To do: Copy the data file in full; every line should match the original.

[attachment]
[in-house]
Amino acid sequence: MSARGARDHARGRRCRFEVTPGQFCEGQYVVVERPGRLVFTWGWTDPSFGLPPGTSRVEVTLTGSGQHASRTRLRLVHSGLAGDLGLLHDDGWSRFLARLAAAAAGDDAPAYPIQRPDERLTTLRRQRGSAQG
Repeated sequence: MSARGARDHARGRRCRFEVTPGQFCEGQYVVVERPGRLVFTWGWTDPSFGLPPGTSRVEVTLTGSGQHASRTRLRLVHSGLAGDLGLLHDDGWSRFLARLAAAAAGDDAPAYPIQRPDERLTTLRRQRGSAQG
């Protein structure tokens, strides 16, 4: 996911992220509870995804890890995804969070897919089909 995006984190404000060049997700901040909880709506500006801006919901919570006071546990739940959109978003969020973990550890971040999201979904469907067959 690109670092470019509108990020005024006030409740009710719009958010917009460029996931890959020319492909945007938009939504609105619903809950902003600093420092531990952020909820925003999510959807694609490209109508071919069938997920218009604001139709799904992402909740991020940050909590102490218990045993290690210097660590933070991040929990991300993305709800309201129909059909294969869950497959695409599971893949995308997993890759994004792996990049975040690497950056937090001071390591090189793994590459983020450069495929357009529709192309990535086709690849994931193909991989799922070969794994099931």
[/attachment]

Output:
[in-house]
Amino acid sequence: MSARGARDHARGRRCRFEVTPGQFCEGQYVVVERPGRLVFTWGWTDPSFGLPPGTSRVEVTLTGSGQHASRTRLRLVHSGLAGDLGLLHDDGWSRFLARLAAAAAGDDAPAYPIQRPDERLTTLRRQRGSAQG
Repeated sequence: MSARGARDHARGRRCRFEVTPGQFCEGQYVVVERPGRLVFTWGWTDPSFGLPPGTSRVEVTLTGSGQHASRTRLRLVHSGLAGDLGLLHDDGWSRFLARLAAAAAGDDAPAYPIQRPDERLTTLRRQRGSAQG
């Protein structure tokens, strides 16, 4: 996911992220509870995804890890995804969070897919089909 995006984190404000060049997700901040909880709506500006801006919901919570006071546990739940959109978003969020973990550890971040999201979904469907067959 690109670092470019509108990020005024006030409740009710719009958010917009460029996931890959020319492909945007938009939504609105619903809950902003600093420092531990952020909820925003999510959807694609490209109508071919069938997920218009604001139709799904992402909740991020940050909590102490218990045993290690210097660590933070991040929990991300993305709800309201129909059909294969869950497959695409599971893949995308997993890759994004792996990049975040690497950056937090001071390591090189793994590459983020450069495929357009529709192309990535086709690849994931193909991989799922070969794994099931």